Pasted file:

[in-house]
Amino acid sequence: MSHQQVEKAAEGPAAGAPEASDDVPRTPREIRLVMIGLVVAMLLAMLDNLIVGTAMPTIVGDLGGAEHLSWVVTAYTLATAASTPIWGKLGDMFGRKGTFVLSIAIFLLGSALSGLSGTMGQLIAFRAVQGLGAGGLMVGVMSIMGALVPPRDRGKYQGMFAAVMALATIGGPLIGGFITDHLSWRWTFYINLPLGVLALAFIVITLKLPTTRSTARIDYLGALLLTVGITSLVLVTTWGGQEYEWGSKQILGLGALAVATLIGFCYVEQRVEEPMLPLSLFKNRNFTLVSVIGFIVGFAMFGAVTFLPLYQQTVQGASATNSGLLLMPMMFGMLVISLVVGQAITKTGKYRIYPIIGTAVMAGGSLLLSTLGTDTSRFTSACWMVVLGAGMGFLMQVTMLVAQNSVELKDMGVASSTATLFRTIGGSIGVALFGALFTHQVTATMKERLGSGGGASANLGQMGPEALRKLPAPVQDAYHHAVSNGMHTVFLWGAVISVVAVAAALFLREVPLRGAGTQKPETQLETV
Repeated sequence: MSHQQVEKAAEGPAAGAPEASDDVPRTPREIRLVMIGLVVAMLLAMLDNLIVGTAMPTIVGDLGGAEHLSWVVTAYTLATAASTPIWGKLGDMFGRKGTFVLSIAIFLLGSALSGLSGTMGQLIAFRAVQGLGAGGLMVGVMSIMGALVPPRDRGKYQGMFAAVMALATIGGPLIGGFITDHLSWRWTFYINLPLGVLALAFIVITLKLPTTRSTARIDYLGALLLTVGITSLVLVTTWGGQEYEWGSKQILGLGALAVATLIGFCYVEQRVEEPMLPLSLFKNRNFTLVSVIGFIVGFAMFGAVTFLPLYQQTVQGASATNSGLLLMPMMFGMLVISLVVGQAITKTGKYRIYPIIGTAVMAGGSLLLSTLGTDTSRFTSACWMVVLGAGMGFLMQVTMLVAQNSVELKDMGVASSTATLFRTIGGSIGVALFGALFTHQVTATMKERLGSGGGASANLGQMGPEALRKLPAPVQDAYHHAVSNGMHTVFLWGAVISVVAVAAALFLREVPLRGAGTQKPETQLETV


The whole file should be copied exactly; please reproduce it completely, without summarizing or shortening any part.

[in-house]
Amino acid sequence: MSHQQVEKAAEGPAAGAPEASDDVPRTPREIRLVMIGLVVAMLLAMLDNLIVGTAMPTIVGDLGGAEHLSWVVTAYTLATAASTPIWGKLGDMFGRKGTFVLSIAIFLLGSALSGLSGTMGQLIAFRAVQGLGAGGLMVGVMSIMGALVPPRDRGKYQGMFAAVMALATIGGPLIGGFITDHLSWRWTFYINLPLGVLALAFIVITLKLPTTRSTARIDYLGALLLTVGITSLVLVTTWGGQEYEWGSKQILGLGALAVATLIGFCYVEQRVEEPMLPLSLFKNRNFTLVSVIGFIVGFAMFGAVTFLPLYQQTVQGASATNSGLLLMPMMFGMLVISLVVGQAITKTGKYRIYPIIGTAVMAGGSLLLSTLGTDTSRFTSACWMVVLGAGMGFLMQVTMLVAQNSVELKDMGVASSTATLFRTIGGSIGVALFGALFTHQVTATMKERLGSGGGASANLGQMGPEALRKLPAPVQDAYHHAVSNGMHTVFLWGAVISVVAVAAALFLREVPLRGAGTQKPETQLETV
Repeated sequence: MSHQQVEKAAEGPAAGAPEASDDVPRTPREIRLVMIGLVVAMLLAMLDNLIVGTAMPTIVGDLGGAEHLSWVVTAYTLATAASTPIWGKLGDMFGRKGTFVLSIAIFLLGSALSGLSGTMGQLIAFRAVQGLGAGGLMVGVMSIMGALVPPRDRGKYQGMFAAVMALATIGGPLIGGFITDHLSWRWTFYINLPLGVLALAFIVITLKLPTTRSTARIDYLGALLLTVGITSLVLVTTWGGQEYEWGSKQILGLGALAVATLIGFCYVEQRVEEPMLPLSLFKNRNFTLVSVIGFIVGFAMFGAVTFLPLYQQTVQGASATNSGLLLMPMMFGMLVISLVVGQAITKTGKYRIYPIIGTAVMAGGSLLLSTLGTDTSRFTSACWMVVLGAGMGFLMQVTMLVAQNSVELKDMGVASSTATLFRTIGGSIGVALFGALFTHQVTATMKERLGSGGGASANLGQMGPEALRKLPAPVQDAYHHAVSNGMHTVFLWGAVISVVAVAAALFLREVPLRGAGTQKPETQLETV